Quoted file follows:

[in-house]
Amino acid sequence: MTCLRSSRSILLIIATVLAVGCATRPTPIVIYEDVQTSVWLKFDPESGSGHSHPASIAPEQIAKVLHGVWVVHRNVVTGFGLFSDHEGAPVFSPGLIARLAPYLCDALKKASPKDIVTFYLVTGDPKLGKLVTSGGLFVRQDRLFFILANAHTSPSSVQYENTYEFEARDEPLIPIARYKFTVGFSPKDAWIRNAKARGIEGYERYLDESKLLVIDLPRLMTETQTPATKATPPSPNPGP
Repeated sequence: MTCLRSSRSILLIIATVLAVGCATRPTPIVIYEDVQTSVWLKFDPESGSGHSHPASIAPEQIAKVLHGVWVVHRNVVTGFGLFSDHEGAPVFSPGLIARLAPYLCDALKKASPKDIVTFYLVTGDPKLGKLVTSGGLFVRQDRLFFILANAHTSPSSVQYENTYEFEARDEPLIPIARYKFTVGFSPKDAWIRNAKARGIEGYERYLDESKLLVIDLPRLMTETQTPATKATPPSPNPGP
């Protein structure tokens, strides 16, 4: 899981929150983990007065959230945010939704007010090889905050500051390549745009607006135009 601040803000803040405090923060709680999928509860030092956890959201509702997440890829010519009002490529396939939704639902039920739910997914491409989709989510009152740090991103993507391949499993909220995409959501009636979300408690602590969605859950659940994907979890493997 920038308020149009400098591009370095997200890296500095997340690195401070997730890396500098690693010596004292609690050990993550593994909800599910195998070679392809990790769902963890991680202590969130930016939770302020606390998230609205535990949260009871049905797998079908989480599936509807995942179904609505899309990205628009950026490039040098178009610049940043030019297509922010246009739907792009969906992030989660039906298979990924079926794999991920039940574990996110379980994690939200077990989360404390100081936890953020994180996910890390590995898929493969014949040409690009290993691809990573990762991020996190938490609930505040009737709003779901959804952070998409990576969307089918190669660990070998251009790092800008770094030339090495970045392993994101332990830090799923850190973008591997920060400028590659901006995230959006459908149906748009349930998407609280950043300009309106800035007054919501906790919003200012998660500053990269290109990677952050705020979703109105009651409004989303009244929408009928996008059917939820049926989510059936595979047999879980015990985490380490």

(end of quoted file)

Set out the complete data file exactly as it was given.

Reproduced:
[in-house]
Amino acid sequence: MTCLRSSRSILLIIATVLAVGCATRPTPIVIYEDVQTSVWLKFDPESGSGHSHPASIAPEQIAKVLHGVWVVHRNVVTGFGLFSDHEGAPVFSPGLIARLAPYLCDALKKASPKDIVTFYLVTGDPKLGKLVTSGGLFVRQDRLFFILANAHTSPSSVQYENTYEFEARDEPLIPIARYKFTVGFSPKDAWIRNAKARGIEGYERYLDESKLLVIDLPRLMTETQTPATKATPPSPNPGP
Repeated sequence: MTCLRSSRSILLIIATVLAVGCATRPTPIVIYEDVQTSVWLKFDPESGSGHSHPASIAPEQIAKVLHGVWVVHRNVVTGFGLFSDHEGAPVFSPGLIARLAPYLCDALKKASPKDIVTFYLVTGDPKLGKLVTSGGLFVRQDRLFFILANAHTSPSSVQYENTYEFEARDEPLIPIARYKFTVGFSPKDAWIRNAKARGIEGYERYLDESKLLVIDLPRLMTETQTPATKATPPSPNPGP
């Protein structure tokens, strides 16, 4: 899981929150983990007065959230945010939704007010090889905050500051390549745009607006135009 601040803000803040405090923060709680999928509860030092956890959201509702997440890829010519009002490529396939939704639902039920739910997914491409989709989510009152740090991103993507391949499993909220995409959501009636979300408690602590969605859950659940994907979890493997 920038308020149009400098591009370095997200890296500095997340690195401070997730890396500098690693010596004292609690050990993550593994909800599910195998070679392809990790769902963890991680202590969130930016939770302020606390998230609205535990949260009871049905797998079908989480599936509807995942179904609505899309990205628009950026490039040098178009610049940043030019297509922010246009739907792009969906992030989660039906298979990924079926794999991920039940574990996110379980994690939200077990989360404390100081936890953020994180996910890390590995898929493969014949040409690009290993691809990573990762991020996190938490609930505040009737709003779901959804952070998409990576969307089918190669660990070998251009790092800008770094030339090495970045392993994101332990830090799923850190973008591997920060400028590659901006995230959006459908149906748009349930998407609280950043300009309106800035007054919501906790919003200012998660500053990269290109990677952050705020979703109105009651409004989303009244929408009928996008059917939820049926989510059936595979047999879980015990985490380490």